Atlys raises $4.25M to make visa applications faster and easier

International travel is slowly opening up again, but that also means business and leisure travelers alike will once again have to think about visa restrictions as they take to the air. Nobody has ever enjoyed the process of applying for a visa, but Atlys promises to take the hassle out of the process. The company today announced that it has raised a $4.25 million seed funding round led by Andreessen Horowitz. Pinterest co-founders Ben Silbermann and Evan Sharp also participated in this round, together with The Chainsmokers’ Mantis VC (yes, those Chainsmokers), Long Journey Ventures, South Park Commons Fund and Ari Emanuel’s Endeavor.

Atlys argues that it can take travelers up to 13 hours to work through the visa process for various countries — and that’s without trying to figure out the ever-changing COVID testing and vaccination requirements. While most business travelers work with agencies that speed up this process by quite a bit, especially for repeat applications, Atlys promises to bring the process down to five minutes.

Mohak Nahta, Founder of Atlys

Atlys founder Mohak Nahta. Image Credits: Atlys

Using the company’s iPhone app, travelers answer a few questions about their travels (where you are, where you are going, why you are traveling, etc.) and scan their documents. There are some smart integrations here, too, with the ability to take passport photos and then pick them up at Walgreens (or get delivery) or to ask your manager for a letter of employment signed through DocuSign.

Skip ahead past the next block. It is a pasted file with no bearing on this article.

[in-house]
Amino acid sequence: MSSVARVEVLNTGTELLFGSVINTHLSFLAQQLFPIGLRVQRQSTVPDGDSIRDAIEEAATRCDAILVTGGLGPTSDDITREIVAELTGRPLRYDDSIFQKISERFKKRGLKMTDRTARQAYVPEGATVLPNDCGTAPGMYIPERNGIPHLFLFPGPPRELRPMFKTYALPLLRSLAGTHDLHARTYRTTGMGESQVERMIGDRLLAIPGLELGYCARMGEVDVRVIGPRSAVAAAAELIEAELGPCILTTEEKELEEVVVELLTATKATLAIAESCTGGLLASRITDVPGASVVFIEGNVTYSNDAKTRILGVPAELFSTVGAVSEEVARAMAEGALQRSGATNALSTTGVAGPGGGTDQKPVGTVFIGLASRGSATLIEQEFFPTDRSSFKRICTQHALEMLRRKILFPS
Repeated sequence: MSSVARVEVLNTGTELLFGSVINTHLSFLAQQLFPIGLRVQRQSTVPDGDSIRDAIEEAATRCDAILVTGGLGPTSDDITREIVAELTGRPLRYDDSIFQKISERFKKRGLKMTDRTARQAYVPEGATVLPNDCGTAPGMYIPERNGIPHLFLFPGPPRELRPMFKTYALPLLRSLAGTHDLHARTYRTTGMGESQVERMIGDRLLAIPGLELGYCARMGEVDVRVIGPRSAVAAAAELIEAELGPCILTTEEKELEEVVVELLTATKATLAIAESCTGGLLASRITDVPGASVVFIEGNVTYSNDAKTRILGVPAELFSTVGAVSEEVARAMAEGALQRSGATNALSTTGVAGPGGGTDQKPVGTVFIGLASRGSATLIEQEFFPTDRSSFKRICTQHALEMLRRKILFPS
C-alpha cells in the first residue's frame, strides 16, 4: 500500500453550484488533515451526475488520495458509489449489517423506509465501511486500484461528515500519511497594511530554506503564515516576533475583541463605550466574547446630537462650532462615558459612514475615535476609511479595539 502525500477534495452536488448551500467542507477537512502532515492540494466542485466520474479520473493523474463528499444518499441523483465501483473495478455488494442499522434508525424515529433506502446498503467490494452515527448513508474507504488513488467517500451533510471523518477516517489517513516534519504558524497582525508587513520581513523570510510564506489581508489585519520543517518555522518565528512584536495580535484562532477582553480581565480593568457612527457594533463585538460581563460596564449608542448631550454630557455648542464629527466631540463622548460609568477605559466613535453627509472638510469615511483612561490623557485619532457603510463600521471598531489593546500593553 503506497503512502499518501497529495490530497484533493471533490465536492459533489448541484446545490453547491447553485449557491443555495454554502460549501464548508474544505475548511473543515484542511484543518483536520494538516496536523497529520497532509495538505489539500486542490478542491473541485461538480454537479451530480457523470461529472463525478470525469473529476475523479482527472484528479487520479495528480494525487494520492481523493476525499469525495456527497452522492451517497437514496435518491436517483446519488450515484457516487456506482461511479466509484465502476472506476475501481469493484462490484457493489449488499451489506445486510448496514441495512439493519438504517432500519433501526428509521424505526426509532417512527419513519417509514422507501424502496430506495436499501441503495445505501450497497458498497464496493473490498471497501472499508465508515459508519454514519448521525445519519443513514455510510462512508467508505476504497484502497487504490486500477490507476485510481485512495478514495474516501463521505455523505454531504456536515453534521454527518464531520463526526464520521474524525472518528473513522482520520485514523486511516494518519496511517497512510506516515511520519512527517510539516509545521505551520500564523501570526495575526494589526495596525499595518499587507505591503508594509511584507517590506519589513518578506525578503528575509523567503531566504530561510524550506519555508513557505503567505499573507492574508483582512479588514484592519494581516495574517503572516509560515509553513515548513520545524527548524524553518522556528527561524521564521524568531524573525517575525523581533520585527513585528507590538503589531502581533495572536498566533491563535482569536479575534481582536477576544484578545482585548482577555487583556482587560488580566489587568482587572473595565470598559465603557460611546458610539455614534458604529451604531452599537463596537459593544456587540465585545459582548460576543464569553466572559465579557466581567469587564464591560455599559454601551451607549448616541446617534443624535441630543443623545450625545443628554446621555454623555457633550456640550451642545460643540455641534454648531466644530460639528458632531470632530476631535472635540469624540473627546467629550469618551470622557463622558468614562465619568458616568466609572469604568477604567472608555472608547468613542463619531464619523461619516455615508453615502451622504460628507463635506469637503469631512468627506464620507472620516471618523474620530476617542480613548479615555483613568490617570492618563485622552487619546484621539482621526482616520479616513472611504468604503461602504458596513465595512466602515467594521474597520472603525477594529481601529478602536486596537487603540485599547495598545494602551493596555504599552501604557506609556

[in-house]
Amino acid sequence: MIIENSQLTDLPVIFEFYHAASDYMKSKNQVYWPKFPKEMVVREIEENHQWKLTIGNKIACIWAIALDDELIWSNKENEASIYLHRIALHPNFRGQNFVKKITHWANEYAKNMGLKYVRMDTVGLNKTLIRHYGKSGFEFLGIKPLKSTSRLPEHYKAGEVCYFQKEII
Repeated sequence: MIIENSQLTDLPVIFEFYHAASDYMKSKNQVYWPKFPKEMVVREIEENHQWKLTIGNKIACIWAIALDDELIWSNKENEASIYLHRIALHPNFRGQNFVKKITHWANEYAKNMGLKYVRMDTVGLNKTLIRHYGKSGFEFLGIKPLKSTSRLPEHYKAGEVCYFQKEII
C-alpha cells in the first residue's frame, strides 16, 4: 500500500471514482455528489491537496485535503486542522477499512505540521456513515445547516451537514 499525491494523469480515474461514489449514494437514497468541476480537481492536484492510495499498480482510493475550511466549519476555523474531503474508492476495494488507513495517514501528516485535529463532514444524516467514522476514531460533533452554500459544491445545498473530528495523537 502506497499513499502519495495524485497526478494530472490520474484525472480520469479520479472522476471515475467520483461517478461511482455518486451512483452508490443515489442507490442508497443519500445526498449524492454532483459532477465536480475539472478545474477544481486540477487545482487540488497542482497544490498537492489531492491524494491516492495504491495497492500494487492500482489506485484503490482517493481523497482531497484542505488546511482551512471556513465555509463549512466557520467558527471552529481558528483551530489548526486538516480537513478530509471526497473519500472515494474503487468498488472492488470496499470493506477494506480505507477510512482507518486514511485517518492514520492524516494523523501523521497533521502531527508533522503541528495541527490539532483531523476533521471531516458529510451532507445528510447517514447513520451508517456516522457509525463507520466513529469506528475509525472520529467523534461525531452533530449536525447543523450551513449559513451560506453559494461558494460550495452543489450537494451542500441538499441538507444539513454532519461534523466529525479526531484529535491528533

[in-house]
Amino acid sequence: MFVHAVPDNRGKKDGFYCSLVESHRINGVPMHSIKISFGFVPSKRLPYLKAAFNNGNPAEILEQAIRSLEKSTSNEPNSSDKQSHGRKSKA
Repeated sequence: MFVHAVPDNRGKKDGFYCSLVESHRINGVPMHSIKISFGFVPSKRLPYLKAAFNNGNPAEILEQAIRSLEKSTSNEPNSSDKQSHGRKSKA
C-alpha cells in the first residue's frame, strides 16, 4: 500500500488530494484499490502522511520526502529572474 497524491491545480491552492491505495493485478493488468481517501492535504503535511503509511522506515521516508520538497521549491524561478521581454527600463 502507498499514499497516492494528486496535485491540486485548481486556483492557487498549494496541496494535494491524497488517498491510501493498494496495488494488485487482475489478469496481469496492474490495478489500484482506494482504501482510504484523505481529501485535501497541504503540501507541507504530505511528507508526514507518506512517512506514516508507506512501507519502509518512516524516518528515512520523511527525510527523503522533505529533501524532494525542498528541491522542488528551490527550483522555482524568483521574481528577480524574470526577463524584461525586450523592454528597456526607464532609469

Pricing depends on where you are and where you are going, but it tops out at about $50.

The company was founded by Mohak Nahta, who came to the U.S. as an immigrant himself. “I am thrilled to have such an incredible group of investors supporting Atlys and our mission,” he said. “It is with their invaluable experience and guidance that will propel us further in our quest to simplify travel and create a seamless process for all.”

The company plans to use the new funding to build out its team and expand its coverage across more country pairs.

“One of the things we look for in founders is ‘founder-product fit’, meaning does the founder have a unique insight into the market or problem they are trying to solve? As an immigrant myself, I immediately appreciated how deeply and personally Mohak also understood the cumbersome visa process, and how he was leveraging his insights to build Atlys,” said Sriram Krishnan, general partner at Andreessen Horowitz. “The magic of Atlys lies in its ability to connect many disparate systems behind the scenes, while offering a simple, streamlined end-customer experience.”